Dr Nicholas Krohley at King's College London on 19 January 2016

Published Date: 
Tuesday, 26 January 2016

How can academia fill a structural gap between the army’s strategic planning and operational execution? 

This was the question pondered by Dr Nicholas Krohley, a civilian researcher, author and international consultant who worked in the now-disbanded Human Terrain System (HTS) in Iraq in 2008. 

HTS was part of the counterinsurgency initiative whereby civilian academics with deep understanding of Iraq and Afghanistan were embedded within army operations to see what they could observe within those contexts.  Prior to the implementation of HTS, the army was already conducting quantitative research within war zones, and measured population numbers and sanctions imposed on Iraq.  However, it did not conduct qualitative research to, in Krohley’s words, ‘examine the fabric of the city’ the army was operating in. 

Gathering this rich and deep qualitative data became the responsibility of the HTS.  Within Iraq, this meant that researchers such as Krohley sought to understand the Shia underclass, how town planning had evolved, and the impact of sanctions on the political economy of Baghdad. 

The HTS was not an intelligence gathering operation.  Rather, it helped to bridge the gap between the extremes of the military’s ‘big picture’ thinking, and ground operations.  Instead of asking ‘Who are the bad guys?’ Krohley explained that the HTS would ask ‘Why are there bad guys, and what do we do about it?’ 

Although Krohley praised the intelligence of many US army operatives, he argued that the military’s regimented structure and way of thinking hampered its decision-making processes.  He gave the example of ‘targeters’ within the army whose sole responsibility is to find and target the enemy.  During the Iraq war, the paramilitary Shia group, Mehdi Army, was targeted and appeared to collapse in 2008.  However, the collapse was not all that it seemed.  Krohley noted that the targeters lacked a holistic understanding of the Mehdi Army, and suggests in his book that the Mehdi Army’s downfall was self-inflicted, and promoted the group’s long-term survival by enabling it to fade into the woodwork.  Ultimately, the army’s incomplete understanding of the enemy hampered its strategic potential.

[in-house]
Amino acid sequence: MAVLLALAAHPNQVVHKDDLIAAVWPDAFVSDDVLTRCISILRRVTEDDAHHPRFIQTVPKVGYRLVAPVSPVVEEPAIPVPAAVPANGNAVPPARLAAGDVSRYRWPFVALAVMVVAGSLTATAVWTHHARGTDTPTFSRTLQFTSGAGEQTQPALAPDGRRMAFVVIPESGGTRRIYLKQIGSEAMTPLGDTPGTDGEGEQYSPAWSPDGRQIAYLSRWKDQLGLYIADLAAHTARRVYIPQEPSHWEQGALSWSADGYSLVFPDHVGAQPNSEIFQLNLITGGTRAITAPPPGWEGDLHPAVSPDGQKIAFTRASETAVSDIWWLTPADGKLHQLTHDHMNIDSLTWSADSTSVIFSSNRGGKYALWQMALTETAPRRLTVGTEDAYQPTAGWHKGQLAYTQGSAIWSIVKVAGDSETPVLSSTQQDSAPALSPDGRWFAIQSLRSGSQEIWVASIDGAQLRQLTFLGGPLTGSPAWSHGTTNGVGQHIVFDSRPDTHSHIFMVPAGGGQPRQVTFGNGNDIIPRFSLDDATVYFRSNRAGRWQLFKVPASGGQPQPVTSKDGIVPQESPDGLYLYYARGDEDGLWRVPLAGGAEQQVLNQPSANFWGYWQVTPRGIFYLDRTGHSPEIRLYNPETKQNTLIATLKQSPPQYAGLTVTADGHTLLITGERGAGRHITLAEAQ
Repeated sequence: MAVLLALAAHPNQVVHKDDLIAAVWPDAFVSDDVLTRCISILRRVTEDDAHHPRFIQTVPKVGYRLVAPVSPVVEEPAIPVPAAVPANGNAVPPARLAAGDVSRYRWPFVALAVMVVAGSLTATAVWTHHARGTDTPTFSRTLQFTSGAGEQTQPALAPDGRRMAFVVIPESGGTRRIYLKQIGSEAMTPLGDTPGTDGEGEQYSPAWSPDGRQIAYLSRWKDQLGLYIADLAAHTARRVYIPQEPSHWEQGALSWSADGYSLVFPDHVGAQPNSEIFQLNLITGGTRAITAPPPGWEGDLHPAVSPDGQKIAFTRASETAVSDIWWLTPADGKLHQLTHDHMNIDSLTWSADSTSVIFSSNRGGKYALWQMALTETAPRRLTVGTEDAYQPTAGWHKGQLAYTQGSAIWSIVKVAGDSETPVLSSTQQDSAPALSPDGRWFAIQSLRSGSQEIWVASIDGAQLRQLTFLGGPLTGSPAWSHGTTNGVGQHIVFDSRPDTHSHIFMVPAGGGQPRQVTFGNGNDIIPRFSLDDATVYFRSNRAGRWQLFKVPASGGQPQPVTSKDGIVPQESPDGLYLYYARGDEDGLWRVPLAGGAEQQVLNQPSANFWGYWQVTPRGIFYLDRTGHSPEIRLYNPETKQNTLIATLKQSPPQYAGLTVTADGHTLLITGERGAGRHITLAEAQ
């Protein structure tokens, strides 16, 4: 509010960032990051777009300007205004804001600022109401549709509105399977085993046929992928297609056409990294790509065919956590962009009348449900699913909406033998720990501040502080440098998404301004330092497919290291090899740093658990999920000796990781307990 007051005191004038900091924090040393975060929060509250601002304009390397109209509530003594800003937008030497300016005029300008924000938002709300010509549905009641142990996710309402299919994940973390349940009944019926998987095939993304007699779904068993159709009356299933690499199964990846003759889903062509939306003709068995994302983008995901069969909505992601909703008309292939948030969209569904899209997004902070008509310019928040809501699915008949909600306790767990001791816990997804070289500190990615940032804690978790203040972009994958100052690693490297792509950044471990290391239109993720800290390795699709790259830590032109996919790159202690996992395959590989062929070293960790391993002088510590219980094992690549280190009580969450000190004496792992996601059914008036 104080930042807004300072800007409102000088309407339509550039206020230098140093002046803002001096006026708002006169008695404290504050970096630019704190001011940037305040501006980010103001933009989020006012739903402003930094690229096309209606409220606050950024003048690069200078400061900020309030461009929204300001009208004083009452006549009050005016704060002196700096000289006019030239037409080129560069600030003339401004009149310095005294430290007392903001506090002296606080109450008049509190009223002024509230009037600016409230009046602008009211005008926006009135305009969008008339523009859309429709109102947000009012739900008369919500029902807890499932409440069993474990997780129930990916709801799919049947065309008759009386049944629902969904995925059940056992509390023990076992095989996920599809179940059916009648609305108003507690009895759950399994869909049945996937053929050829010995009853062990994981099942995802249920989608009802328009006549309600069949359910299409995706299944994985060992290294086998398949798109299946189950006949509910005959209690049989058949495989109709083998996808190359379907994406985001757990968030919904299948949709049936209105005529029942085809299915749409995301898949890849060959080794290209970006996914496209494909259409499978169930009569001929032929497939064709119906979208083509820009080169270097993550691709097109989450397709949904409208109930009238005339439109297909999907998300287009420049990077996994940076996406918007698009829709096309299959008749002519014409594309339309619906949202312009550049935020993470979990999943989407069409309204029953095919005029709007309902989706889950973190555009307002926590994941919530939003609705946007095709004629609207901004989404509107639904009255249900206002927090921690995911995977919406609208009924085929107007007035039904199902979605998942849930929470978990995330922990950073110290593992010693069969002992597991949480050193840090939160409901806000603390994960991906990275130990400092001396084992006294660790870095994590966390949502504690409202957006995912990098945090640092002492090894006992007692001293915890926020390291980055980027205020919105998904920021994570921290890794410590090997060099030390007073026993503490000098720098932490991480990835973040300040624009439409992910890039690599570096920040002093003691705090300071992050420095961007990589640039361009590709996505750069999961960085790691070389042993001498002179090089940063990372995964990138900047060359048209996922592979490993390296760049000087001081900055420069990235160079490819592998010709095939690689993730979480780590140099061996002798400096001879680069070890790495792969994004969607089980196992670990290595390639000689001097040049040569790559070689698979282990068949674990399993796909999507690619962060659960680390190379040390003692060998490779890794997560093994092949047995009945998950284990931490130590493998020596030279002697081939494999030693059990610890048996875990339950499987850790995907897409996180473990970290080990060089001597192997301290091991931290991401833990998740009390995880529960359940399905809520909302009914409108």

Krohley suggested that the real contribution of the HTS was in helping the people on the ground make sense of their role within the army.  Some soldiers who served in Iraq – and possibly acquired post-traumatic stress disorder – lacked an understanding of what they were doing, and why.  Krohley said that these soldiers were desperate to make sense of the part they were playing, and would voluntarily attend Krohley’s lectures in a bid to acquire local knowledge, even after having spent a day patrolling in a hot and dangerous environment. 

Everyone in the army – from those in its highest echelons to soldiers on patrol – needs to think more critically about the role they play.  Krohley concluded his lecture by contending that social scientists can help the army do this – if they are prepared to find out what is happening on the ground and get their hands dirty.